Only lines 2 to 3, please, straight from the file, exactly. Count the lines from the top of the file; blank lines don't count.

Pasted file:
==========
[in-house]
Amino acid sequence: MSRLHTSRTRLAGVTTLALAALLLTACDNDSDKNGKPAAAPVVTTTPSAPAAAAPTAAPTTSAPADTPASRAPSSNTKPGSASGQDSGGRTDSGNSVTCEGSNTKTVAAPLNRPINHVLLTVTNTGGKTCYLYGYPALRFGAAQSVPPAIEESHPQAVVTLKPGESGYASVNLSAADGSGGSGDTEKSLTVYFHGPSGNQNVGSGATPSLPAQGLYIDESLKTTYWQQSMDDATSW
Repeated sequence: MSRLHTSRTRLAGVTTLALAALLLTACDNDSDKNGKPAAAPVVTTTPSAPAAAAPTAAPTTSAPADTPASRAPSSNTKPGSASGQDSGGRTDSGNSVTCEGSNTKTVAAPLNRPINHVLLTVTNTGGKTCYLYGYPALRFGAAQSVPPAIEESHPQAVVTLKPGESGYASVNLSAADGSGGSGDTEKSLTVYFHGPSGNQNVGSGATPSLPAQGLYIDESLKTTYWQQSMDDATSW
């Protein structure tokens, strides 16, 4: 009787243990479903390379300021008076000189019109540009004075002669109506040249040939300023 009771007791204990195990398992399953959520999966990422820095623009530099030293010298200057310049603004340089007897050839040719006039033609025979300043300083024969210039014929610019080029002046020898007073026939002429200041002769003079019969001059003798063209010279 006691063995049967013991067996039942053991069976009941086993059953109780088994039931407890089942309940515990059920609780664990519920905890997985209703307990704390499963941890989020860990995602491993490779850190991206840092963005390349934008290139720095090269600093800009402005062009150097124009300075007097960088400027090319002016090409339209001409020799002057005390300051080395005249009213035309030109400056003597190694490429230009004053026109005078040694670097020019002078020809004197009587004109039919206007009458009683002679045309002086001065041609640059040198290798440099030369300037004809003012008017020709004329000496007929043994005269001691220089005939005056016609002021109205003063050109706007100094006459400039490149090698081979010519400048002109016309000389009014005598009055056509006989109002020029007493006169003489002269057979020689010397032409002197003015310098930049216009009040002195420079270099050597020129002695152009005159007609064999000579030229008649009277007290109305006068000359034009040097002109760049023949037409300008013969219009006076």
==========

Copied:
Amino acid sequence: MSRLHTSRTRLAGVTTLALAALLLTACDNDSDKNGKPAAAPVVTTTPSAPAAAAPTAAPTTSAPADTPASRAPSSNTKPGSASGQDSGGRTDSGNSVTCEGSNTKTVAAPLNRPINHVLLTVTNTGGKTCYLYGYPALRFGAAQSVPPAIEESHPQAVVTLKPGESGYASVNLSAADGSGGSGDTEKSLTVYFHGPSGNQNVGSGATPSLPAQGLYIDESLKTTYWQQSMDDATSW
Repeated sequence: MSRLHTSRTRLAGVTTLALAALLLTACDNDSDKNGKPAAAPVVTTTPSAPAAAAPTAAPTTSAPADTPASRAPSSNTKPGSASGQDSGGRTDSGNSVTCEGSNTKTVAAPLNRPINHVLLTVTNTGGKTCYLYGYPALRFGAAQSVPPAIEESHPQAVVTLKPGESGYASVNLSAADGSGGSGDTEKSLTVYFHGPSGNQNVGSGATPSLPAQGLYIDESLKTTYWQQSMDDATSW